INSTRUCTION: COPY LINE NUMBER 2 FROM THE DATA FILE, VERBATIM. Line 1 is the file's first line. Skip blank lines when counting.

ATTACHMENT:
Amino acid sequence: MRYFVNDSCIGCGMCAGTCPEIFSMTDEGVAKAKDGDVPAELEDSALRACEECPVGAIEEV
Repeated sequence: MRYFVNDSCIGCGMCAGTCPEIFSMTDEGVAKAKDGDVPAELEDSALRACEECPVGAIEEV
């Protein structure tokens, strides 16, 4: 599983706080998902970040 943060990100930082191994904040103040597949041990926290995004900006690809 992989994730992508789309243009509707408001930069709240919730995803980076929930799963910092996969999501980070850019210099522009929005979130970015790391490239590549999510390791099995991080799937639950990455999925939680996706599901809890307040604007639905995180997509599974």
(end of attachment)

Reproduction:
Repeated sequence: MRYFVNDSCIGCGMCAGTCPEIFSMTDEGVAKAKDGDVPAELEDSALRACEECPVGAIEEV